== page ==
04 April 2011

Night Visitor

United States - 1989
Director - Rupert Hitzig
MGM/UA Home Video, 1990, VHS
Run Time - 1 hour, 34 minutes

This awkward combination of high school sex comedy and occult horror has possibly the worst theme song in recent memory. I’m sure it would be in close competition with any number of other themes if I actually did a masochistic side-by-side comparison, but right now it is sufficiently grating enough to warrant the two opening sentences of this review.

The plot itself concerns dweeby high-school senior Billy Colton, a kid with a well known tendency to fabricate stories. So well known that when his new neighbor Lisa (Shannon Tweed in her first entirely clothed role to my memory) turns out to be a hooker, his friends don’t believe him. Nor do the cops believe Billy when the following night he witnesses his history teacher Mr. Willard sacrificing her while dressed in Satanic vestments. But the story is not really about murder or Satanism, as the paucity and silliness of both elements illustrates. There is something beyond simple age which makes us adults, a social threshold we must cross before being accepted into the adult world, and the sinister and mysterious ritual central to this and other similar films, represents the final hurdle of childhood, the secret taboo of mature sexuality.

Stop, you're busted!
Billy is just on the cusp of becoming a man, and with his graduation imminent adulthood is staring him tantalizingly in the face. But something is missing. He watches through a telescope as Lisa entertains another client, looks up to where she seems to know that he is observing, and winks knowingly, beckoning, challenging, offering that final hurdle. The next night he climbs onto Lisa’s roof to watch through a window as she entertains another client. It is at this point that before Billy sees anything, Mr. Willard catches him. Thus cut short of something he doesn't quite understand, Billy spends the remainder of the film running around trying to get the cops (Richard Roundtree) his friends, or anyone else to elucidate what he saw, but in the end of course, he has to discover it on his own.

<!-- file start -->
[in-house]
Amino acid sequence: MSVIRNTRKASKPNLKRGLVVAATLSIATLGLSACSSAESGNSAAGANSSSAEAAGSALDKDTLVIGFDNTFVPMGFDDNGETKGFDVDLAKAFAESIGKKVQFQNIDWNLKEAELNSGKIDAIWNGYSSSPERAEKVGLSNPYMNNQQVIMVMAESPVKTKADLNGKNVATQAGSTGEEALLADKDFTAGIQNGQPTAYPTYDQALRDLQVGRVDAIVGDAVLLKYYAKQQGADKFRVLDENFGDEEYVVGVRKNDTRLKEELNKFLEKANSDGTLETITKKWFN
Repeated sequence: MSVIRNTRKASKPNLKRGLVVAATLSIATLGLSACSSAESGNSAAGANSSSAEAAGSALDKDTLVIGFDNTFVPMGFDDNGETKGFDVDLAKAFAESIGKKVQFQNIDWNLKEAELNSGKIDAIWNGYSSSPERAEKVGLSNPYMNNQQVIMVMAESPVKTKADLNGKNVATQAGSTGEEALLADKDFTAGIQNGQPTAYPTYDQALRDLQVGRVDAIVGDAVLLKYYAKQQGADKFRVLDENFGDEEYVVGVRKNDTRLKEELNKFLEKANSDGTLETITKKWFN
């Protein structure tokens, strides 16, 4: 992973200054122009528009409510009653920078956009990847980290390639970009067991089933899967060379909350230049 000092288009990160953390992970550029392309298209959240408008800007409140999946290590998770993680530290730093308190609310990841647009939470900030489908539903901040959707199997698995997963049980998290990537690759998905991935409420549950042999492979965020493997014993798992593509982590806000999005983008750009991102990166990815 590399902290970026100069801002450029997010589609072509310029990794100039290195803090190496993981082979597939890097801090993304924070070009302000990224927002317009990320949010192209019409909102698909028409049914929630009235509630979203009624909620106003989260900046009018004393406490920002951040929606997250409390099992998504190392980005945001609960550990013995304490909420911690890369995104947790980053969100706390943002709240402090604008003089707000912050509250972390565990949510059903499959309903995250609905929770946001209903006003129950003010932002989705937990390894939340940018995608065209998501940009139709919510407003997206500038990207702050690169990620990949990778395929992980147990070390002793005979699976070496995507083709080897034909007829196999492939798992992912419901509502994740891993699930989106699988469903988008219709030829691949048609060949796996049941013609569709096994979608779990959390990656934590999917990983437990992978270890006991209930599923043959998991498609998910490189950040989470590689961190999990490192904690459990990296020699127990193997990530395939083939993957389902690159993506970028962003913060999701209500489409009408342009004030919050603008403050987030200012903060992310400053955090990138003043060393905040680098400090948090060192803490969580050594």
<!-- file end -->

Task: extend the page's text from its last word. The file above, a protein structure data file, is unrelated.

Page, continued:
Most importantly this involves Mr. Willard’s capture and pending sacrifice of Billy’s best friend Kelly (Theresa Van Der Woude) the prevention of which proves to be that final step propelling Billy into adulthood. Throughout the movie he has shown, though not confessed, a romantic interest in Kelly, and being of course the only “virgin” among Willard’s victims, she is the only woman who can really be “saved”. Having achieved this, Billy is now a man and the final few minutes of this awkwardly executed high-school-sex-“comedy”/horror flick can be padded with scenes of the freshly minted adult couple frolicking in public, no longer intimidated by that last taboo.

 Oh no, her shoes are off. Does that mean she's "done it"?

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